Single-phase permeability k has intensively been investigated over the past several decades by means of experiments, theories and simulations. Although the effect of surface roughness on fluid flow and permeability in single pores and fractures as well as networks of fractures was studied previously, its influence on permeability in a random mass fractal porous medium constructed of pores of different sizes remained as an open question. In this study, we, therefore, address the effect of pore–solid interface roughness on single-phase flow in random fractal porous media. For this purpose, we apply a mass fractal model to construct porous media with a priori known mass fractal dimensions 2.579≤Dm≤2.893 characterizing both solid matrix and pore space. The pore–solid interface of the media is accordingly roughened using the Weierstrass–Mandelbrot approach and two parameters, i.e., surface fractal dimension Ds and root-mean-square (rms) roughness height. A single-relaxation-time lattice Boltzmann method is applied to simulate single-phase permeability in the corresponding porous media. Results indicate that permeability decreases sharply with increasing Ds from 1 to 1.1 regardless of Dm value, while k may slightly increase or decrease, depending on Dm, as Ds increases from 1.1 to 1.6.
The detection of radioactive noble gases is a primary technology for verifying compliance with the pending Comprehensive Nuclear-Test-Ban Treaty. A fundamental challenge in applying this technology for detecting underground nuclear explosions is estimating the timing and magnitude of the radionuclide signatures. While the primary mechanism for transport is advective transport, either through barometric pumping or thermally driven advection, diffusive transport in the surrounding matrix also plays a secondary role. From the study of primordial noble gas signatures, it is known that xenon has a strong physical adsorption affinity in shale formations. Given the unselective nature of physical adsorption, isotherm measurements reported here show that non-trivial amounts of xenon adsorb on a variety of media, in addition to shale. A dual-porosity model is then discussed demonstrating that sorption amplifies the diffusive uptake of an adsorbing matrix from a fracture. This effect may reduce the radioxenon signature down to approximately one-tenth, similar to primordial xenon isotopic signatures.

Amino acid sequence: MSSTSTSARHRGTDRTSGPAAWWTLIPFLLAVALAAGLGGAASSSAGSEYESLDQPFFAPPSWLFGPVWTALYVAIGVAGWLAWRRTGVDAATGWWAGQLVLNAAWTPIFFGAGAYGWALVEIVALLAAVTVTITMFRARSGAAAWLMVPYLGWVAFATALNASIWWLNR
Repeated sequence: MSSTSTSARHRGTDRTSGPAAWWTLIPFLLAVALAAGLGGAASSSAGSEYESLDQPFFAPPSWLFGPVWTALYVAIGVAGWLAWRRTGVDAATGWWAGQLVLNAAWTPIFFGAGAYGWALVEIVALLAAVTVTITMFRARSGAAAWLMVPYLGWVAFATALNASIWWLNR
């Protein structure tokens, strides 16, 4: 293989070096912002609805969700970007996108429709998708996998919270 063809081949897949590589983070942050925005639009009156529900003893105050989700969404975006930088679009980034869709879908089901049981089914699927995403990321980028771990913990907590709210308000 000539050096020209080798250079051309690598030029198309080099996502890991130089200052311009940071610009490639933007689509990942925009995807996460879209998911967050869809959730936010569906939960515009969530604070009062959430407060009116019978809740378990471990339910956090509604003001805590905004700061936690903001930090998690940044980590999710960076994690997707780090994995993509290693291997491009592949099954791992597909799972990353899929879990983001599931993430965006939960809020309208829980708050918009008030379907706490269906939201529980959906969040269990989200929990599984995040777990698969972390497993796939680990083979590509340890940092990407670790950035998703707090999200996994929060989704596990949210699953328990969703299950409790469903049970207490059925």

Magnetic nanoparticles (MNPs) with surface coatings designed for water treatment, in particular for targeted removal of contaminants from produced water in oil fields, have drawn considerable attention due to their environmental merit. The goal of this study was to develop an efficient method of removing very stable, micron-scale oil droplets dispersed in oilfield produced water. We synthesized MNPs in the laboratory with a prescribed surface coating. The MNPs were superparamagnetic magnetite, and the hydrodynamic size of amine functionalized MNPs ranges from 21 to 255 nm with an average size of 66 nm. The initial oil content of 0.25 wt.% was reduced by as much as 99.9% in separated water. The electrostatic attraction between negatively charged oil-in-water emulsions and positively charged MNPs controls, the attachment of MNPs to the droplet surface, and the subsequent aggregation of the electrically neutral oil droplets with attached MNPs (MNPs-oils) play a critical role in accelerated and efficient magnetic separation. The total magnetic separation time was dramatically reduced to as short as 1 s after MNPs, and oil droplets were mixed, in contrast with the case of free, individual MNPs with which separation took about 36∼72 h, depending on the MNP concentrations. Model calculations of magnetic separation velocity, accounting for the MNP magnetization and viscous drag, show that the total magnetic separation time will be approximately 5 min or less, when the size of the MNPs-oils is greater than 360 nm, which can be used as an optimum operating condition.